[rrd-developers] patch/tuning for very large RRD systems (was "Re: SQL Backend request")

Dave Plonka plonka at doit.wisc.edu
Wed May 30 00:00:18 CEST 2007

Hi Henrik,

On Tue, May 29, 2007 at 11:20:02PM +0200, Henrik Stoerner wrote:
> On Thu, May 24, 2007 at 01:43:56PM -0500, Dave Plonka wrote:
> > Note however, that such a configuration couldn't even do 100K
> > RRD files without the patch to fadvise RANDOM to suppress readahead.
> > I believe any post-2.6.5 Linux has the posix_fadvise behavior that
> > the patch leverages.
> > 
> > Also, Tobi has integrated the patch in the code he's testing.
> I "only" have about 40K RRD's with 5-minute update intervals, but the
> machine had problems keeping up with this so I decided to try out your
> patches.
> Since we're on RRDtool 1.0.49, though, I did a back-port of your 
> fadvise code to that version - very easy, but if anyone else
> wants it drop me a note and I'll put the diff up for download.
> The result was that the memory utilisation for the buffer cache
> dropped dramatically, as I'd expected.

Rather than trying to guess what's going on in the buffer cache, we
could use fincore to determine how the RRD files are being cached:

By running this periodically, one can see if things are going in the
right direction or if, for instance, RRD files are competing with
other things for buffer-cache.

> However, the general I/O
> activity did not go down - in fact, it increased by about 15-20%,
> as measured by vmstat.

With some more detail about what you saw, we could find what's
really going on.

reads or writes increased?  If performance was so poor before such
that it interfered with polling or graphing then it is possible for
overall I/O to go up afterwards.  Did the writes also increase or
just the reads?  By properly managing buffer-cache, it is possible
to get RRD reads to near zero.

Also, how long did it run before making this assessment (that I/O

> This is a Linux 2.6.18 (Debian 4.0) system; the RRD files are on a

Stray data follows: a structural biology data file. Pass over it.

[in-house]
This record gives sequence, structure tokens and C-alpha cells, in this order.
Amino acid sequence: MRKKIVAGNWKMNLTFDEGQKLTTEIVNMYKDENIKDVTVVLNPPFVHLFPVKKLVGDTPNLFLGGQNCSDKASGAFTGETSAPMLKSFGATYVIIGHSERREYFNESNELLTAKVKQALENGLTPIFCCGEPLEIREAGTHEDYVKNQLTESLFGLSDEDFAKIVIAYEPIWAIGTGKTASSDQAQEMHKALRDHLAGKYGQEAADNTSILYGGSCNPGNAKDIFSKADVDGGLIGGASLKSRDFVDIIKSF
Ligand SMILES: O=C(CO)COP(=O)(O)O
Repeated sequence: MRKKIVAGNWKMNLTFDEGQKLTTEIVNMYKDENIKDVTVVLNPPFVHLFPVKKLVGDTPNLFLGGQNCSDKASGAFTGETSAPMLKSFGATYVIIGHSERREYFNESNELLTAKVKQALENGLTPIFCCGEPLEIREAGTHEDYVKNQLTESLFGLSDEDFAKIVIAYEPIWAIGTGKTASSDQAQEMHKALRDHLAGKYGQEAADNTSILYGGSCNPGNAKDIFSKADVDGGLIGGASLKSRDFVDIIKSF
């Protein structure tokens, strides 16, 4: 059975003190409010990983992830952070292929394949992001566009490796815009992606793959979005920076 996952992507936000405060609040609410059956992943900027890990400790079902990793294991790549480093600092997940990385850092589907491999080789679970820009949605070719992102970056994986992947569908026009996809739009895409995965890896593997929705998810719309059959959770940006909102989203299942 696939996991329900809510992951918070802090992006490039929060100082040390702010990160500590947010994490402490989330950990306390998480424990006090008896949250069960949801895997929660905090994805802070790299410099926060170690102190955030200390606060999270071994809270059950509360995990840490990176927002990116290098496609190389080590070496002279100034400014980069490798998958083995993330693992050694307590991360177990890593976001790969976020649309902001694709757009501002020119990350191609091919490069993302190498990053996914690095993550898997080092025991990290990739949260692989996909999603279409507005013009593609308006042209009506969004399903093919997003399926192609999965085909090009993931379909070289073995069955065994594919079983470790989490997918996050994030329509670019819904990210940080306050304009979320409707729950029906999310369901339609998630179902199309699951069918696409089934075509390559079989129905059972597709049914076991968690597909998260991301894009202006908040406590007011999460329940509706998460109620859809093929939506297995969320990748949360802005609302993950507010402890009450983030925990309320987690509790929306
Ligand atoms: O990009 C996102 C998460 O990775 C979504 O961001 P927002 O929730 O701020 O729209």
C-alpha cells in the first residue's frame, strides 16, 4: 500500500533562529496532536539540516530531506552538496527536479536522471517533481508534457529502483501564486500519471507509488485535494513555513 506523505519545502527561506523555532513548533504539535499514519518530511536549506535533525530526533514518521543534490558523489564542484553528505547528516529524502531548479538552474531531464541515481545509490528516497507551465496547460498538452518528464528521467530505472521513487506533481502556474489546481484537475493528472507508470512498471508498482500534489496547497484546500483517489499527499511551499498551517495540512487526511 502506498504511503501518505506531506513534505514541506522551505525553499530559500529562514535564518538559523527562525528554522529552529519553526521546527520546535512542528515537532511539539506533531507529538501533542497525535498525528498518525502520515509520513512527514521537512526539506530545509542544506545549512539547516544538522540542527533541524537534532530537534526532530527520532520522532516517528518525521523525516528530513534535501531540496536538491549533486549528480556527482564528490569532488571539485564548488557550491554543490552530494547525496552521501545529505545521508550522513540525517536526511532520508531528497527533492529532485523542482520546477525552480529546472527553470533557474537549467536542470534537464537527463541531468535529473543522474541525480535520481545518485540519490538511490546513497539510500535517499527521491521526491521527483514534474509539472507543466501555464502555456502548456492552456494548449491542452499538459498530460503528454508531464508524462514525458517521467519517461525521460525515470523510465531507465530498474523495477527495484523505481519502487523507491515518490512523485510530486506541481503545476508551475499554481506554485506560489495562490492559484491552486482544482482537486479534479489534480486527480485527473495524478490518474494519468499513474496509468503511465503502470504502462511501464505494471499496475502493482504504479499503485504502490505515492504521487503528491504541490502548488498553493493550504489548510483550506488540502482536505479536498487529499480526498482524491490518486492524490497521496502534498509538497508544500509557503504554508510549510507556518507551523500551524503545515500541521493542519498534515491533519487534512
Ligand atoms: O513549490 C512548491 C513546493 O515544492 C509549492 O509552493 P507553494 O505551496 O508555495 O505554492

> ReiserFS filesystem.

I have no experience with reiser (just ext2 and ext3), but from
what I've read about it, I wouldn't expect the file system to be a
major performance concern here, since we really just want to use the
buffer-cache effectively.

> Re-coding the application that handles the RRD updates to cache them in
> memory and bundle updates together turned out to be a lot more effective 
> way of tackling the problem. We're running Hobbit, not MRTG - I have no
> idea if this would even be possible with MRTG.

It is, and we've done that as well.  From our research and
experimentation the two methods are about equally as effective, and
they are luckily complementary.  That is, the application caching
technique also benefits from the suppresses readahead that better
matches RRD random I/O.

My position on it is whether you have tens or low hundreds of thousands
of files, one can assemble a Linux server (perhaps with multiple
CPUs and Gigs of RAM) that can handle this level of performance.
If that is not possible (for financial or other reasons) and you find
that fadvise RANDOM alone results in insufficent performance on your
system, then techniques which change the I/O pattern dramatically by
application caching can be used in addition.


plonka at doit.wisc.edu  http://net.doit.wisc.edu/~plonka/  Madison, WI

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